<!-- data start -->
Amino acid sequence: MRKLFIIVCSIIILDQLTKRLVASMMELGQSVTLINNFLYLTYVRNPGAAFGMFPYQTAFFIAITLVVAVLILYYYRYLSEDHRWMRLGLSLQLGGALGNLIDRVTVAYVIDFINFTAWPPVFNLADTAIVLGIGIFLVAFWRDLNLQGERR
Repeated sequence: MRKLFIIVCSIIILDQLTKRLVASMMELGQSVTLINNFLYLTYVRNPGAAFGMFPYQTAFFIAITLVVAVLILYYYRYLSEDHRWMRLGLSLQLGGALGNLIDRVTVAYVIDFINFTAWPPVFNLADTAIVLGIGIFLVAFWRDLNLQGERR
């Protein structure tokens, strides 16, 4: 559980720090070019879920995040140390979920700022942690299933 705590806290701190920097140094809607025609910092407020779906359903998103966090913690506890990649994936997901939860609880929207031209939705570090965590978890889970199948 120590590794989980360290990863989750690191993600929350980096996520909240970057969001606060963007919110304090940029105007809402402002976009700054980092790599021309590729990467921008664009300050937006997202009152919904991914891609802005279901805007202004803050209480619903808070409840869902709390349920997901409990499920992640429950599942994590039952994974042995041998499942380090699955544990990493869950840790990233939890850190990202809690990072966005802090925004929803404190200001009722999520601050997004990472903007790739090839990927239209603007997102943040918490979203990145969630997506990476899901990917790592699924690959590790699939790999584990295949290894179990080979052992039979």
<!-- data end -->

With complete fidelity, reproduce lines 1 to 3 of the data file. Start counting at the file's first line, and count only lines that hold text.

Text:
Amino acid sequence: MRKLFIIVCSIIILDQLTKRLVASMMELGQSVTLINNFLYLTYVRNPGAAFGMFPYQTAFFIAITLVVAVLILYYYRYLSEDHRWMRLGLSLQLGGALGNLIDRVTVAYVIDFINFTAWPPVFNLADTAIVLGIGIFLVAFWRDLNLQGERR
Repeated sequence: MRKLFIIVCSIIILDQLTKRLVASMMELGQSVTLINNFLYLTYVRNPGAAFGMFPYQTAFFIAITLVVAVLILYYYRYLSEDHRWMRLGLSLQLGGALGNLIDRVTVAYVIDFINFTAWPPVFNLADTAIVLGIGIFLVAFWRDLNLQGERR
């Protein structure tokens, strides 16, 4: 559980720090070019879920995040140390979920700022942690299933 705590806290701190920097140094809607025609910092407020779906359903998103966090913690506890990649994936997901939860609880929207031209939705570090965590978890889970199948 120590590794989980360290990863989750690191993600929350980096996520909240970057969001606060963007919110304090940029105007809402402002976009700054980092790599021309590729990467921008664009300050937006997202009152919904991914891609802005279901805007202004803050209480619903808070409840869902709390349920997901409990499920992640429950599942994590039952994974042995041998499942380090699955544990990493869950840790990233939890850190990202809690990072966005802090925004929803404190200001009722999520601050997004990472903007790739090839990927239209603007997102943040918490979203990145969630997506990476899901990917790592699924690959590790699939790999584990295949290894179990080979052992039979």